the spurs come to mind. yes, they hit the jackpot when they landed tim duncan, but picture what happens when he’s gone. it’s going to be lebron-like, in that they’re not going to get anything for him. he will retire a spur, so they’ll get less for him than cleveland ended up netting when lebron bolted. but do you really think the spurs are going to suffer a stretch like we’ve seen, or like cleveland figures to enjoy? maybe if they trade parker and ginobili for cap space, then blow it all on ben gordon and charlie villanueva.
    and yes, we never had a player on the level of tim duncan, but as a whole we were as good as the spurs for a good, long while. so if dumars did even a half-decent job of rolling over his assets, we’d never have to see this precipitous of a drop-off. you don’t have to personally DRAFT young talent if you can acquire it by other means.
    imagine if we’d actually gotten any value at all for the assets we’ve dumped since the championship run. chauncey, afflalo, dyess, amir, sheed’s expiring contract; imagine if dumars never gave rip and maxiell instantly regrettable extensions; imagine if he hadn’t turned a huge chunk of cap space into significant liabilities on the books (and, depending on whom you ask, on the floor); imagine if he’d pulled the trigger on that deal with cleveland that would have netted us rondo and ray allen’s expiring contract; even trading max for big baby (i think it was the same year) would have been an uprade.
    i think the draft is among the least of our worries. and it’s an odd thing to criticize. when you’re a good team, you don’t get the juiciest draft picks. that’s the trade-off for being legitimate contenders for most of a decade. and, yes, most perennial contenders tend to be willing to pay the luxury tax to improve (which, as good of an owner as he was, mr. d. just wouldn’t do), but the draft is a silly thing to point to. when you win 50-60 games every year, you’re not going to draft the kevin durants and blake griffins and john walls…
    and you end by saying strong drafts have us back on track, but those picks were the direct result of being TERRIBLE. so, uh, you’re basically saying as long as the pistons are always terrible they’ll remain on the right track. or something. i can’t get behind this article at all.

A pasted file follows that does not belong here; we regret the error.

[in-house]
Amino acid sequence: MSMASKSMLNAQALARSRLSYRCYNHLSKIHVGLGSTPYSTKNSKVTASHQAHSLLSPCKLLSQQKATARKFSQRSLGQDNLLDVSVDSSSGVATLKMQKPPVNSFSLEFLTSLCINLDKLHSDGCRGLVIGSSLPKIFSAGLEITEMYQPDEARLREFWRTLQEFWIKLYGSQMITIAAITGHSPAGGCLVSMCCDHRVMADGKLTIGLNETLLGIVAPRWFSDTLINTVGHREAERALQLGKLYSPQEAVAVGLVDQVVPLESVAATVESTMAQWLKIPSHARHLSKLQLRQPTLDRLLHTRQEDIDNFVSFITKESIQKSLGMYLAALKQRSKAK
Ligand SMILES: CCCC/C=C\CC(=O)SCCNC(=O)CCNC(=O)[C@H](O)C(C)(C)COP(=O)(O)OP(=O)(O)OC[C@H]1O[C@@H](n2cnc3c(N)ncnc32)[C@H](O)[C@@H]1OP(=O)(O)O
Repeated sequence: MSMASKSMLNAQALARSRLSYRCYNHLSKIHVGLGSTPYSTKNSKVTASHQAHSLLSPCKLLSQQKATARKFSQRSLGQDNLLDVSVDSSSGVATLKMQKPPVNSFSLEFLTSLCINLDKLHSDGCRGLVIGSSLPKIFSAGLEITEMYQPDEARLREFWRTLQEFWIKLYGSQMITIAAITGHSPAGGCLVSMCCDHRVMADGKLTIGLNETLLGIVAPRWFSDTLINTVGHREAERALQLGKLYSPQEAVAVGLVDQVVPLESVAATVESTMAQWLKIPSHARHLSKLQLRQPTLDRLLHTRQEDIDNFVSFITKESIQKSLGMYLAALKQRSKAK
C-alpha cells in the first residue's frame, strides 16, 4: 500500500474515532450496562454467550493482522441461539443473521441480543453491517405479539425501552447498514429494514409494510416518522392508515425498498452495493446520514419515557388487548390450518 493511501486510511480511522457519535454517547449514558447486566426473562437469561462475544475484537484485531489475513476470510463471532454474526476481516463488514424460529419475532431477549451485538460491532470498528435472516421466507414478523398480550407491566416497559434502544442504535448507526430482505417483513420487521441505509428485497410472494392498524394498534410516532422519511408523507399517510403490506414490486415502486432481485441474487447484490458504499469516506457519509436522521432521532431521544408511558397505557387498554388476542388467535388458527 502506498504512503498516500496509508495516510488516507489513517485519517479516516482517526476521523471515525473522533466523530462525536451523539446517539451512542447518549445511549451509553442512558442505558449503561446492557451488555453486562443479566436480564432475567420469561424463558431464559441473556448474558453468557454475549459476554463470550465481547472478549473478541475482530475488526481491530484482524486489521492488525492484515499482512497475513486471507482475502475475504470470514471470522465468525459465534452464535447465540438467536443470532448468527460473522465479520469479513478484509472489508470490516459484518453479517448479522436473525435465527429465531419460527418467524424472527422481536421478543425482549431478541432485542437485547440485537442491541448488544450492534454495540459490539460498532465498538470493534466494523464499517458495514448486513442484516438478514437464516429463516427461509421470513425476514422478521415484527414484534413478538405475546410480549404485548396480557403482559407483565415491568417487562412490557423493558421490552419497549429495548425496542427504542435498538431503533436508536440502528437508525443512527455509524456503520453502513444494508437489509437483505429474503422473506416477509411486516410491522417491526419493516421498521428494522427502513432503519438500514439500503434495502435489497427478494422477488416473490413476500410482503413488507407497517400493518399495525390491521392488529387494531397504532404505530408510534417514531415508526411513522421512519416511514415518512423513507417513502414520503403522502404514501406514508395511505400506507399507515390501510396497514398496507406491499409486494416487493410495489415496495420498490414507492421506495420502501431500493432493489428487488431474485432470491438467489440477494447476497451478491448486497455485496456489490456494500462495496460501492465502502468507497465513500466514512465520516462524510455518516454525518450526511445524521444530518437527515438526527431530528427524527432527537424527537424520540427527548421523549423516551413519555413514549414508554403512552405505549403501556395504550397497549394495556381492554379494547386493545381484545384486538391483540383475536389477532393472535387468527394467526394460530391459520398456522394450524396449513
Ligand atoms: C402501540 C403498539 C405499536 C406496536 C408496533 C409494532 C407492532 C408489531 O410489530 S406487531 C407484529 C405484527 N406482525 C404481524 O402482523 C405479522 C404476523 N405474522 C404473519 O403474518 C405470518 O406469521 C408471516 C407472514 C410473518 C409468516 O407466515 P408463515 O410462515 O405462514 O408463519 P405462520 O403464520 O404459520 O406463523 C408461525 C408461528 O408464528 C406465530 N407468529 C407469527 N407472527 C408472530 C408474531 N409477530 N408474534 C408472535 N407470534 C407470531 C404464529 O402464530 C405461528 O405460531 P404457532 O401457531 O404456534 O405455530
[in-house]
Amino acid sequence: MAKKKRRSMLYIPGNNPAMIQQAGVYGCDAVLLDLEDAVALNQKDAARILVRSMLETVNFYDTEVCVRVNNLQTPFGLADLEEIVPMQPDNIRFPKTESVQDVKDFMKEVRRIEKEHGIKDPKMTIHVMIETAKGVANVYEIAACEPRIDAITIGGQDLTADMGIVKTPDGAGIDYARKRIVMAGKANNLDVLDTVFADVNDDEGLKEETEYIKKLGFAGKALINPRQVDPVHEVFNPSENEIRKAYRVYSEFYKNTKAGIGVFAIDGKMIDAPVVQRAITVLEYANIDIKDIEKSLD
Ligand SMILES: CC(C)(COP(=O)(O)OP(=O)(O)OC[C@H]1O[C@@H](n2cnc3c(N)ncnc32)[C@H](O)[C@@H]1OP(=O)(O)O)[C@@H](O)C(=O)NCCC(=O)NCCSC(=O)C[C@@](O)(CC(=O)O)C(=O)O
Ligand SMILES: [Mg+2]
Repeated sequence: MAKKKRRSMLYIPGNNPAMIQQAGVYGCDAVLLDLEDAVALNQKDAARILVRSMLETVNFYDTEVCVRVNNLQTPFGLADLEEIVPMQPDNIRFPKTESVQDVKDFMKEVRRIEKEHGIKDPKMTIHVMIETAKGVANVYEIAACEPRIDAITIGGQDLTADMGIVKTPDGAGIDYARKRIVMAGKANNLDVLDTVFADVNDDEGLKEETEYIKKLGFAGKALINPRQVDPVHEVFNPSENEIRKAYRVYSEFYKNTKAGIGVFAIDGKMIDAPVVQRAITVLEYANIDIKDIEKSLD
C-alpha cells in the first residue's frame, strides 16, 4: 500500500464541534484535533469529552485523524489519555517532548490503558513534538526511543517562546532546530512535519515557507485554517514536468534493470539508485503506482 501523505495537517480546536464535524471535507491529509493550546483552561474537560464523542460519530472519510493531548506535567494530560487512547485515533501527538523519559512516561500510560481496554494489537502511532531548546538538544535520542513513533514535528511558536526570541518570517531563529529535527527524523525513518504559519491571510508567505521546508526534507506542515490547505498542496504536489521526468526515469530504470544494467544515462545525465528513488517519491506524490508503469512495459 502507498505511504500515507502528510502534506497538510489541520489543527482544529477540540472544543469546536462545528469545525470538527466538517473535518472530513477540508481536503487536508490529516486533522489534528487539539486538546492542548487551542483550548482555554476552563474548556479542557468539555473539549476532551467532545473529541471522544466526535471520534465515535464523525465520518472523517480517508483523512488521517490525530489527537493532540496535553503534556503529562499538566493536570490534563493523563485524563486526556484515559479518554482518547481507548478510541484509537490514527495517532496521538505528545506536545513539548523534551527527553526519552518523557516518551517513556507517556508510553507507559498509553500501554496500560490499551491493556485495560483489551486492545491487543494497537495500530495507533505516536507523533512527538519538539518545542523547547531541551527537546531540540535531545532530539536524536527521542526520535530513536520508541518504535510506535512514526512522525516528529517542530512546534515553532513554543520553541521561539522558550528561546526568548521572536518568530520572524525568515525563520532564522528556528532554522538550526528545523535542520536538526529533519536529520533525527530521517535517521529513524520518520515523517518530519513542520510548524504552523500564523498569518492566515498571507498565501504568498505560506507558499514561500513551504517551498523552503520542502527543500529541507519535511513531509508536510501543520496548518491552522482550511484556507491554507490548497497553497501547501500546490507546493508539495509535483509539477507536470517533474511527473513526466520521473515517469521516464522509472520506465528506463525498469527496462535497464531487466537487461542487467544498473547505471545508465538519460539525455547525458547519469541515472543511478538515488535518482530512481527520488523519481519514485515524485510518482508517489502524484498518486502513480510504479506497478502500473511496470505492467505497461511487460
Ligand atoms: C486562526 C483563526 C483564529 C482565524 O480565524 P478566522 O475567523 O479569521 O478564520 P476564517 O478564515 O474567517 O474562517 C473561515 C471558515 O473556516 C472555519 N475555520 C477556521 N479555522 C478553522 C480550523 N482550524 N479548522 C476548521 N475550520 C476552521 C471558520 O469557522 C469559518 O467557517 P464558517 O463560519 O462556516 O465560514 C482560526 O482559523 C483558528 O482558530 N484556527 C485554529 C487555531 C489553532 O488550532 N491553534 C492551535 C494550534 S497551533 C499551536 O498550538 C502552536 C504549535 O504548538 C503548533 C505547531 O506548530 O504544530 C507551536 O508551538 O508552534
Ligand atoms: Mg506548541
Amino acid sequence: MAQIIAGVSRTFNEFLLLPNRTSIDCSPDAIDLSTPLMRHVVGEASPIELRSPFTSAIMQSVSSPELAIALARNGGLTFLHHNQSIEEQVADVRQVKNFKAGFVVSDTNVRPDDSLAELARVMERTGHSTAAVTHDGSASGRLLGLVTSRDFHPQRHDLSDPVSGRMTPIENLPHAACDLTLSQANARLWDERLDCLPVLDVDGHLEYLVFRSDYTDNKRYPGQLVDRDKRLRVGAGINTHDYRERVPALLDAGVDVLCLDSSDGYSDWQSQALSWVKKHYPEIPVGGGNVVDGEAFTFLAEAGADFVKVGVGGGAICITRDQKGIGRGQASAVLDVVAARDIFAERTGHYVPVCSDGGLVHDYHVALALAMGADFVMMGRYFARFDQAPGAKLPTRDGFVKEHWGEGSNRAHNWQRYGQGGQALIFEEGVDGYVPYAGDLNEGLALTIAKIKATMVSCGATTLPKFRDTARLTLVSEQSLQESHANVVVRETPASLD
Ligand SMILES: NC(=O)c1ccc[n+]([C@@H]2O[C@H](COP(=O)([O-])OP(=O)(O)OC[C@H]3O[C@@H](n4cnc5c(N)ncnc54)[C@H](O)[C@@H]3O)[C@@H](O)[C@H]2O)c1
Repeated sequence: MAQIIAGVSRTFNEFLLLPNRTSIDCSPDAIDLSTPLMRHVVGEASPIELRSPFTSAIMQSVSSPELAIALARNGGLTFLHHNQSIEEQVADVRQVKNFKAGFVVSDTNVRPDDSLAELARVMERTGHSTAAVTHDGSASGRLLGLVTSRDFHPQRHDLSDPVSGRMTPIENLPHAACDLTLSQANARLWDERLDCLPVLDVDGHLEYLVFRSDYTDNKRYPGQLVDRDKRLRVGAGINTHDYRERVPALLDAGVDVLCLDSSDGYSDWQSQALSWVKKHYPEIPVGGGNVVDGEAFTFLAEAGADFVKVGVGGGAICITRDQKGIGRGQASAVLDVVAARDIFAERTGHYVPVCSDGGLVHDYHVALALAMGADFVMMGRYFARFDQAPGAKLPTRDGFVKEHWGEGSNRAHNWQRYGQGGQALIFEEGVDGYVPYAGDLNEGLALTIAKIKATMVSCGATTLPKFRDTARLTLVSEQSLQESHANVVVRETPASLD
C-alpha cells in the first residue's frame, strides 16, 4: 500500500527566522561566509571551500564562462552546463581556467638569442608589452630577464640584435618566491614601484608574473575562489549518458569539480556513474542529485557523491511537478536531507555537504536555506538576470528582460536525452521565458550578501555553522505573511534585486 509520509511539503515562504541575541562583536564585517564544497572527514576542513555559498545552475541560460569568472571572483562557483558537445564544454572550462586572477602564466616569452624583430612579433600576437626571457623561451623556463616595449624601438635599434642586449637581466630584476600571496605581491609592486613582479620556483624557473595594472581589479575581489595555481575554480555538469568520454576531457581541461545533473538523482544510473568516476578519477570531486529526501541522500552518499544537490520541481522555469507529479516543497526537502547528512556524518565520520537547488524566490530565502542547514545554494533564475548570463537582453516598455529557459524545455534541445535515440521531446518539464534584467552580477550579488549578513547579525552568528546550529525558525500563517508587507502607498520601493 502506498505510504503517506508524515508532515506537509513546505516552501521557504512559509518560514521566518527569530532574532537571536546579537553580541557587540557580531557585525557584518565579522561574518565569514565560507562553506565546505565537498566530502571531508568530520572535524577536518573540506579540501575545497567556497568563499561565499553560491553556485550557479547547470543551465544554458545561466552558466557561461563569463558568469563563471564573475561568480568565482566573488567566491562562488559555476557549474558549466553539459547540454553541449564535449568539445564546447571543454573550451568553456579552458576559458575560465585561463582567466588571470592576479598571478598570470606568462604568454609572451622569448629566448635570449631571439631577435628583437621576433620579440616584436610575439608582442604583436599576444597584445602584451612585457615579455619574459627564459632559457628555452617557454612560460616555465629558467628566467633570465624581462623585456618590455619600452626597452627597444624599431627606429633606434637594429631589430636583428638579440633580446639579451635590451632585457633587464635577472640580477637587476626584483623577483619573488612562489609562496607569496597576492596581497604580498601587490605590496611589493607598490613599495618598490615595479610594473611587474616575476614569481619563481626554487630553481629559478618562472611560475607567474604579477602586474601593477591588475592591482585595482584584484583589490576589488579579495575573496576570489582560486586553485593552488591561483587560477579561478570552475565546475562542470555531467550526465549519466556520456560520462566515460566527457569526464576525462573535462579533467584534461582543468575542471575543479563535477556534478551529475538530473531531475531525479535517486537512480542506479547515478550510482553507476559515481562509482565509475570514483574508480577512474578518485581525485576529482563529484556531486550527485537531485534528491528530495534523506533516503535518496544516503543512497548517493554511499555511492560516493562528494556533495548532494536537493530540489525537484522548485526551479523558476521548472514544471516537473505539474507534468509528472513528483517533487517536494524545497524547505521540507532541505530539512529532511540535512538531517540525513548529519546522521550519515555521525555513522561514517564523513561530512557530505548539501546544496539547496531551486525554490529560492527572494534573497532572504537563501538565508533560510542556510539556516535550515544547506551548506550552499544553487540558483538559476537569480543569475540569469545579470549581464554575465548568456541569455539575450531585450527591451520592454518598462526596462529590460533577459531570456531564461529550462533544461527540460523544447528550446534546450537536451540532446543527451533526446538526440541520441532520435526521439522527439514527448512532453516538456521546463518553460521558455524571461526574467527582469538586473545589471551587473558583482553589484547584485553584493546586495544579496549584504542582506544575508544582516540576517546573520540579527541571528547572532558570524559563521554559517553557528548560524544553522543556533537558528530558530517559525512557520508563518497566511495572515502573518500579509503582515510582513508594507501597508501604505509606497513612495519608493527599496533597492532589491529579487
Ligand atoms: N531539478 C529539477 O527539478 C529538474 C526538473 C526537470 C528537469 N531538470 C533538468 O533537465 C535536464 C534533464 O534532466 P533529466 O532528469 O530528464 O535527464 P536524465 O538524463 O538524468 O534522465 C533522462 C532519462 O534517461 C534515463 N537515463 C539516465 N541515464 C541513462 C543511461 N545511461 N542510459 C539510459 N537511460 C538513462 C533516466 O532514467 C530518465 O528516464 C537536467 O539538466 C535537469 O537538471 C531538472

• Jan 28, 20112:02 pm
    by Laser


    “deal with cleveland” should read “deal with boston.” obviously.

  • Jan 28, 20112:12 pm
    by Laser


    …and if cleveland had traded lebron last year at the trade deadline* they could have positively FLEECED some other franchise and been set for the next decade. so should we be pointing to their low draft picks? or the fact that their superstar– arguably the best player in the entire league, who could carry absolutely any team to the playoffs every single year– left for absolutely nothing?
    (*i’m told from a friend of mine who stays part-time in cleveland that trading lebron was never going to happen. apparently the fans would have revolted or something. still, i’ve always maintained that they have a legitimate excuse for being awful. we don’t.)

  • Jan 29, 201112:04 am
    by gmehl1977


    Gee that fcuk up move letting Afflalo go for nothing looks almost as bad as Joe drafting Darko. I am seriously starting to think there are spies from Denver in Detroit’s ranks somewhere. I mean how many times have we been fleeced by that organization?

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    by hair chalking sets